Cheers to the protestors in Seattle for stopping the WTO in its tracks!
Now, I have a quiz for Frenchy and Dr. Cruel: Who wrote the follwing words on wages between workers and masters?
The workmen desire to get as much, the masters to give as little as possible. The former are disposed to combine in order to raise, the latter in order to lower the wages of labour...It is not, owever difficult to see which of the two parties must, upon all ordinary occasions, have the advantage in the dispute, and force the other into a compliance with their terms. The masters, being fewer in number, can combine much more easily; and the law, besides, authorises or at least does not prohibit their combinations, while it prohibits those of the workmen. We have no acts of parliament against combining to lower the price of work; but many against combining to raise it . . .we rarely hear, it has been said, of the combinations of masters, though frequently of those of workemen. But whoever imagines, upon this account, that masters rarely combine, is as ignorant of the world as of the subject. Masters are always and everywhere in a sort of tacit, but constant and uniform combination, not to raise the wages of labour above their actual rate . . .(These meetings) are always conducted with the utmost silence and secrecy, till the moment of execution, and when the workmen yield, as they sometimes do, without resistance, though severly felt by them, they are never heard of by other people. (But workmen's combinations), be defensive or offensive, are always abundantly heard of.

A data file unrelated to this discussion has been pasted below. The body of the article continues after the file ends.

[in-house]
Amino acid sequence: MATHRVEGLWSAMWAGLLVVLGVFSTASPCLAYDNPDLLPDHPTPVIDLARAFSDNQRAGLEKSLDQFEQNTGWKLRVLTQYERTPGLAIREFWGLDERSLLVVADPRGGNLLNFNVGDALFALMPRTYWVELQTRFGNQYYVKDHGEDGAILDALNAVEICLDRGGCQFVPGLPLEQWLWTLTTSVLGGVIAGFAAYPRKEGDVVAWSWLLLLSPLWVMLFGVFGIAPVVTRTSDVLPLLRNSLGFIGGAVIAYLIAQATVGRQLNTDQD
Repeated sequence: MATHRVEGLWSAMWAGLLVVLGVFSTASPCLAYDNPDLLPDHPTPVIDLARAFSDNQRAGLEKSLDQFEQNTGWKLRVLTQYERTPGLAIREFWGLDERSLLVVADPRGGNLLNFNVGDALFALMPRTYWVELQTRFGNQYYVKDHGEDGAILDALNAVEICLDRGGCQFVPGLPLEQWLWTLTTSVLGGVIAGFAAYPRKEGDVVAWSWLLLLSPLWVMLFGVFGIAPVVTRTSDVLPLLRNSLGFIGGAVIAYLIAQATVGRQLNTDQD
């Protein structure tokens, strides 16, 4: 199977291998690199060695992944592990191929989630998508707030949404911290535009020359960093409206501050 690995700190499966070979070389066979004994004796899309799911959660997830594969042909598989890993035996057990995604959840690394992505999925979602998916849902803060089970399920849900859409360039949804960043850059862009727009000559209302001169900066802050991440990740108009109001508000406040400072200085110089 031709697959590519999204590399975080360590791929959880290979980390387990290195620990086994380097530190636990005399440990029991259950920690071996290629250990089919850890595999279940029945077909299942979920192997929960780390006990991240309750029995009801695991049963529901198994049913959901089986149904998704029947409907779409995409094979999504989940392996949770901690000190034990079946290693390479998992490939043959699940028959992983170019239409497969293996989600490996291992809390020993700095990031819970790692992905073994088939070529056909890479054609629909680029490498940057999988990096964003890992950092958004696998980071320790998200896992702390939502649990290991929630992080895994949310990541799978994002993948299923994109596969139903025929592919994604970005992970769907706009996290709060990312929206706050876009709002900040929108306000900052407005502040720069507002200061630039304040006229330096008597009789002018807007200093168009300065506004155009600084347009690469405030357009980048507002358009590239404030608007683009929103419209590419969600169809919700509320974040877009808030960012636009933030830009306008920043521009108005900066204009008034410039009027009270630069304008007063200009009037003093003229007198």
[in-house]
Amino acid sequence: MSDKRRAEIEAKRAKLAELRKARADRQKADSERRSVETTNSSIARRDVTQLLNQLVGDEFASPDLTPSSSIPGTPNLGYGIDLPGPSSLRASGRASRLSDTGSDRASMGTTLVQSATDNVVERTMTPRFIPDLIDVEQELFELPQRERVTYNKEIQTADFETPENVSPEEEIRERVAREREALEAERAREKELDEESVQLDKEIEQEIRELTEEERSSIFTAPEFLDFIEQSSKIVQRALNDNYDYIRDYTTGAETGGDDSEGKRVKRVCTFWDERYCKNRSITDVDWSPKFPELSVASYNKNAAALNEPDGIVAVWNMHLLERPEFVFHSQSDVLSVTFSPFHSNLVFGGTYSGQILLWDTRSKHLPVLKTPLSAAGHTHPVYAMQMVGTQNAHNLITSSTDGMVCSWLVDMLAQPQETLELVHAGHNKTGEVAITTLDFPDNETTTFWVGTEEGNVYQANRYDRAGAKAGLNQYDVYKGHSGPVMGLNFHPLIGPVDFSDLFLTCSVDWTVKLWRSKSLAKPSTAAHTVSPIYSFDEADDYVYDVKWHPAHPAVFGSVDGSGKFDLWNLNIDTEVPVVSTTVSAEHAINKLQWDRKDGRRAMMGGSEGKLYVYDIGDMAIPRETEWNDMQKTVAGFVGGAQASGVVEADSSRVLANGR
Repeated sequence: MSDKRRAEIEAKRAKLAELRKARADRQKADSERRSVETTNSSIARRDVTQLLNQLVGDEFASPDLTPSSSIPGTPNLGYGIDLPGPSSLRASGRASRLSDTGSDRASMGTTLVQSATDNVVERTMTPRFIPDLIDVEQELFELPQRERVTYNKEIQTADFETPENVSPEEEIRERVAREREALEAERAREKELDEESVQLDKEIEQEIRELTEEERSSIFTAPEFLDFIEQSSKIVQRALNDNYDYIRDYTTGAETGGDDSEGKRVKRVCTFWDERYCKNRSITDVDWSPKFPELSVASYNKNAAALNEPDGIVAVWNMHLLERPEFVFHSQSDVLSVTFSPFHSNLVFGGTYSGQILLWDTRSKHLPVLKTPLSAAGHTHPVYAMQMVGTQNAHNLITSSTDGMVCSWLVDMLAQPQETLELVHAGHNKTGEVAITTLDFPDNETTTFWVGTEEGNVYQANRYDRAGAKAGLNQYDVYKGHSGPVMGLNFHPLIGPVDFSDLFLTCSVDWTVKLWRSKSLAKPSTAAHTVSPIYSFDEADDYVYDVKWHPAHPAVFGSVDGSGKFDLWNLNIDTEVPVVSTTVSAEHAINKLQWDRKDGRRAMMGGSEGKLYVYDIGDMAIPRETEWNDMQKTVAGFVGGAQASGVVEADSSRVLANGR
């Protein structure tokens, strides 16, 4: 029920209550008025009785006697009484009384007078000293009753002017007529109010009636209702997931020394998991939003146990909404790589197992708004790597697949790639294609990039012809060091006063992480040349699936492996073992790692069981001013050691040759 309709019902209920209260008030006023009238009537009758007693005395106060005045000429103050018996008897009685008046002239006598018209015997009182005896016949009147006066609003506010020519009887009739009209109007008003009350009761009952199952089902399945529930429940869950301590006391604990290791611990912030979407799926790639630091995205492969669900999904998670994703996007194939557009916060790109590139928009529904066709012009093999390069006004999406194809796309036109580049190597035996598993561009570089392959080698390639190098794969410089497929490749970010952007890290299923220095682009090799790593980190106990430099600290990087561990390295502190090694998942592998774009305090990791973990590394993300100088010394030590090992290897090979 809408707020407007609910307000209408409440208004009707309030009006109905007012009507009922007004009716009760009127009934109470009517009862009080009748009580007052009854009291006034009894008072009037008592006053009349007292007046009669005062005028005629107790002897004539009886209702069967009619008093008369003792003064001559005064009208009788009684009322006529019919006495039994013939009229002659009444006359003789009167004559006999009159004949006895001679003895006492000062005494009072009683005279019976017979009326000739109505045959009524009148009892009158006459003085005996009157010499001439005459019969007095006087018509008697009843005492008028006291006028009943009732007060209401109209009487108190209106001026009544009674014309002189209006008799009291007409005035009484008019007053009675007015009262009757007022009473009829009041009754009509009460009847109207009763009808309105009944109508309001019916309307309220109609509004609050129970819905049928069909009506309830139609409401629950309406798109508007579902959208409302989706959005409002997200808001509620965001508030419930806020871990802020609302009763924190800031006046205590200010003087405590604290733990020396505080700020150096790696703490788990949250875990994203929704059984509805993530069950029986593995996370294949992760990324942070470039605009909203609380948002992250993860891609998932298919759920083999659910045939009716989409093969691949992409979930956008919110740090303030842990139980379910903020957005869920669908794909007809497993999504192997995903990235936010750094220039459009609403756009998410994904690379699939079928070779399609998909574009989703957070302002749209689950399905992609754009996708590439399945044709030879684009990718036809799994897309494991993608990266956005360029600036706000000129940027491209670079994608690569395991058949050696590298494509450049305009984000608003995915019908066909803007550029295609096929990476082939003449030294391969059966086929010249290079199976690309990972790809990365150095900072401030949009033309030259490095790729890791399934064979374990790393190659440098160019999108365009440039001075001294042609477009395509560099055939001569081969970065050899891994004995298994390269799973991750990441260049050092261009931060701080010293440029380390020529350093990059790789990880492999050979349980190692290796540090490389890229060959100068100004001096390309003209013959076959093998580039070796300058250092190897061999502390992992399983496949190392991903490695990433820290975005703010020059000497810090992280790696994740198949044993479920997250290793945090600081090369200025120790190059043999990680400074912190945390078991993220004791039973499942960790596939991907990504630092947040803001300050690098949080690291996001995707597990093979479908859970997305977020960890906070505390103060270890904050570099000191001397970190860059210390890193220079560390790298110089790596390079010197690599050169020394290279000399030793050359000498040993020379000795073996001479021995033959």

Who said this? A) Karl Marx B) John Maynard Keynes or C) Adam Smith
The correct answer is C. Adam Smith wrote these words in the capitalists' holy scripture, "Wealth of Nations (pages 169-170).
Now, to Frenchy, you asked "what planet" I'm living on. I wrote "capitalist" in quotes because the capitalist vision of "free trade" is in fact the capitalists' nightmare. Capitalists rely on anything but free-trade, instead owe their privileges to MASSIVE government assistance and intervention. So, countries like Honduras are simply U.S. client states, and the U.S. is neither democratic or really even capitalist in the form it claims to be. The masters (owners, or bourgeoisie) don't even play by--indeed stand condemned by their own rules, so why should we believe that anything like a free-market exists, except as a rhetorical justification for exploiting workers and raping the planet?